Again, Hernandez-Garcia agreed. This time, he had to find funding. Initially, he received financial support from Jefferson Lab’s Accelerator Division. But since 2014, the program, now officially called the Accelerator Physics Education Outreach with Mexican Universities program, has been supported by grants from Jefferson Science Associates, LLC, through its Initiatives Fund program. The JSA Initiatives Fund Program supports projects, initiatives and activities that further the scientific outreach, and promote the science, education and technology missions of Jefferson Lab and benefit the lab user community.
“It’s really thanks to the support of JSA that this program can still exist, because finding funding is extremely difficult,” Hernandez-Garcia said. A total of 14 students have participated in the program (extra funding has sponsored two students some summers). The students are selected through a highly competitive, nationwide contest in Mexico held by the Division of Particles and Fields of the Mexican Physical Society.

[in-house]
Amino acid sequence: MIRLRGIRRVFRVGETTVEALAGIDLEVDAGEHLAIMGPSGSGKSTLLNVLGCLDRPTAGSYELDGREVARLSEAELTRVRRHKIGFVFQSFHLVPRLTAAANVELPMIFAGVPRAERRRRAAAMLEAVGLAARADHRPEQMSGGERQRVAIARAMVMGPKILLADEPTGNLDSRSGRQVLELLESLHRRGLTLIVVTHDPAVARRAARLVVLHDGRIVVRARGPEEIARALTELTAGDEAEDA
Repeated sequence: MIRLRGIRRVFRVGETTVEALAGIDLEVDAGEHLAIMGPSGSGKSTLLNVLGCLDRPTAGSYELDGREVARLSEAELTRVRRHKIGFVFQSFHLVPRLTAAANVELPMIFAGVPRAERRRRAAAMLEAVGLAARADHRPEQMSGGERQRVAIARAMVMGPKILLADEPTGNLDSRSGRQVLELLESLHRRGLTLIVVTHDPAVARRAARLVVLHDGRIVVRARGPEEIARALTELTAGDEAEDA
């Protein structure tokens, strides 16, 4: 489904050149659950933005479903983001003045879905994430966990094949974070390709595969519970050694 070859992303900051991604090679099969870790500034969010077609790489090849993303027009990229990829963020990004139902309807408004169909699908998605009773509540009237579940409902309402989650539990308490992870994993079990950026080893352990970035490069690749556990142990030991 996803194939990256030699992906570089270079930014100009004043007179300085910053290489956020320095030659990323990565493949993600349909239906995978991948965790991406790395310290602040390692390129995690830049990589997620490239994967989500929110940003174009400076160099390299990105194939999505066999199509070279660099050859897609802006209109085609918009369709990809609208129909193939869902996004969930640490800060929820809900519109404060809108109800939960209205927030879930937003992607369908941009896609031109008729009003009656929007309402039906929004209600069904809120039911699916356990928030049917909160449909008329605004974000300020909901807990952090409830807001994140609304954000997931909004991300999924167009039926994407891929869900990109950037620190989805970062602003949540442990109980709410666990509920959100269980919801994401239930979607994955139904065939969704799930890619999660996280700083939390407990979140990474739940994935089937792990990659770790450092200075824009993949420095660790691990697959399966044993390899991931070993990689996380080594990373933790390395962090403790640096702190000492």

“At the beginning, I really didn’t have any idea what the program was,” Hernandez-Garcia said. “But the goal has always been to provide a research experience with good mentoring.”
Today, the program is structured almost identically to the National Science Foundation’s Research Experiences for Undergraduates (REU) program held at many universities. In both programs, students spend 10 weeks during the summer conducting research with a mentor and present their findings in a poster session at summer’s end.
Hernandez-Garcia often mentors students in the program, but Marcy Stutzman, a staff scientist at Jefferson Lab, has also been a mentor for students working on projects related to her specialty: vacuum chambers in electron guns.
For the first few years of the program, the students in Accelerator Physics Education Outreach with Mexican Universities were separate from the other college summer internship programs on campus, the DOE Science Undergraduate Laboratory Internship Program and the REU program.